Composition Tutorial

The term composition is not unique to Java, composition is a concept of object-oriented programming. By now you should be familiar with the concept of inheritance - inheritance requires the use of the Java keywords extends or implements. When your class inherits members from either a superclass or a superinterface, you can directly invoke or access those members.
Consider the following code that demonstrates inheritance:
class OperatingSystem {
     void bootUp() { ... }
     void shutDown() { ... }
}
class Computer extends OperatingSystem {
}
class TestMe {
     public static void main(String args[]){
         Computer c = new Computer();
         c.bootUp();
         c.shutDown();
     }
}
In the example above how many objects are created in the statement Computer c = new Computer();? The answer is just one single instance of a Computer object - pretty basic.

Composition

In the real world objects are often composed of other objects. A computer is composed of many objects: case, motherboard, power supply, drive (ssd, platter, etc), memory, OS, etc. Composition, simply put, is when an object is composed of other objects.
Consider the following code that demonstrates composition:
class OperatingSystem {
     void bootUp() { ... }
     void shutDown() { ... }
}
class PowerSupply {
     void turnOn() { ... }
     void turnOff() { ... }
}
class Computer{
     private OperatingSystem os = new OperatingSystem();
     private PowerSupply ps = new PowerSupply();
     Computer() {
         ps.turnOn();
         os.bootUp();
     }
     void allDone() {
         os.shutDown();
         ps.turnOff();
     }
}
class TestMe {
     public static void main(String args[]){
         Computer c = new Computer();
         // use computer...
         c.allDone();
         c = null;
// critical for future aggregation tutorial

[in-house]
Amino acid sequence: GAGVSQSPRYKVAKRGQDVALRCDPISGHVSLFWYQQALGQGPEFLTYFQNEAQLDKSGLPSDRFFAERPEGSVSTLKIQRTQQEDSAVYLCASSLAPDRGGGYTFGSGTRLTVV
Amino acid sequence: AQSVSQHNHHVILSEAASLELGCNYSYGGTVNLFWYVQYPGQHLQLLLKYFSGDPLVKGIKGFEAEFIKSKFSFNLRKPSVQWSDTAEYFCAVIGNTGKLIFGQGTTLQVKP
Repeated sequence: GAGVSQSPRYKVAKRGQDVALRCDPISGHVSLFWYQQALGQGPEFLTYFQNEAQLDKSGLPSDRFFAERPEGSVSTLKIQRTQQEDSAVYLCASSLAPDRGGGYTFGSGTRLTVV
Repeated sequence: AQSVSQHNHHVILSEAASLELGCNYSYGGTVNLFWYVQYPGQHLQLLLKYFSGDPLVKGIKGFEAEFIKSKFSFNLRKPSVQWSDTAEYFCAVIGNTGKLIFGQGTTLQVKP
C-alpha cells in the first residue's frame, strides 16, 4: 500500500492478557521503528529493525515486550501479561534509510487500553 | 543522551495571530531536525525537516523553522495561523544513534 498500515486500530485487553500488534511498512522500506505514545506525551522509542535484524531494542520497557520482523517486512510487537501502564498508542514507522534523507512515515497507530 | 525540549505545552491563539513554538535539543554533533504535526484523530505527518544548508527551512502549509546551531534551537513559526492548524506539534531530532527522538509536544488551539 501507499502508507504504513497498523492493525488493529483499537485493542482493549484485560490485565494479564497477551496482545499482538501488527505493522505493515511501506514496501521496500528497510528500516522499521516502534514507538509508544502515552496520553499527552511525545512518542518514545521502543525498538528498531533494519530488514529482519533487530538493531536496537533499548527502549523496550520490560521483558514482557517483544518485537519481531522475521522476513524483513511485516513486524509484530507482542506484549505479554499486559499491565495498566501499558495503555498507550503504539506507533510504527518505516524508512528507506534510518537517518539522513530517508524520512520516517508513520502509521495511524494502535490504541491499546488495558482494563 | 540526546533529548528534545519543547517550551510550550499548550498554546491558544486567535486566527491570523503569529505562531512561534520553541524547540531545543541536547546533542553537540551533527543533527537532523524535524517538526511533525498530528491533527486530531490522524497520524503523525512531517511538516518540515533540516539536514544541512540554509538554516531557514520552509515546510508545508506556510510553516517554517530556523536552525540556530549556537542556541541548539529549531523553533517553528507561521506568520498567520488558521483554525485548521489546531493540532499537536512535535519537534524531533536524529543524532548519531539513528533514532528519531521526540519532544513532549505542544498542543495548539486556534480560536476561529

}
}
In the example above how many objects are created in the statement Computer c = new Computer();? There are a total of three objects created after that statement executes. The computer object is the sum of all of its parts, in other words, the computer is composed of its parts - hence the meaning of composition. When the statement c = null; is executed I am destroying the computer object, since the computer is composed of other objects (OperatingSystem and PowerSupply) they are destroyed right along with the computer. There are no references pointing to the the Computer object, OperatingSystem object, or the PowerSupply object, so all three objects are eligible for garbage collection at that point. The concept of composition is a critical piece of the puzzle when I begin to introduce you to design patterns.



Open the command prompt (CMD - see the Getting Started ) and type in the following commands.

C:\Windows\System32>cd \
C:\>md Java
C:\>cd Java
C:\Java>
C:\Java>md Composition
C:\Java>cd Composition
C:\Java\Composition>Notepad Composition.java

Copy and Paste, or type the following code into Notepad and be sure to save the file when you are done.


class Composition {
    public static void main(String args[]){
        Computer c = new Computer();
        System.out.println("\nBrowing the internet...");
        System.out.println("Writing some source code...");
        System.out.println("Saving work...\n");
        c.allDone();
        c = null; // critical for future aggregation tutorial
    }
}

class OperatingSystem {
    void bootUp() { System.out.println("OS is booting up"); }
    void shutDown() { System.out.println("OS is shutting down"); }
}

class PowerSupply {
    void turnOn() { System.out.println("Powering on"); }
    void turnOff() { System.out.println("Powering off"); }
}

class Computer {
    private OperatingSystem os = new OperatingSystem();
    private PowerSupply ps = new PowerSupply();

    Computer() {
        ps.turnOn();
        os.bootUp();
    }
    
    void allDone() {
        os.shutDown();
        ps.turnOff();
    }
}


Now switch back to the command prompt (CMD) and type in javac Composition.java and press Enter.
Now type in java Composition and press Enter.


C:\Java\Composition>javac Composition.java
C:\Java\Composition>java Composition
Powering on
OS is booting up

Browing the internet...
Writing some source code...
Saving work...

OS is shutting down
Powering off


Final thoughts

As you learn more about design patterns you will discover that composition is more versatile than inheritance and that you should use composition instead of inheritance whenever possible. Stay tuned for my next tutorial on Aggregation. Aggregation is very similar to Composition only with one very distinct difference.


Tutorials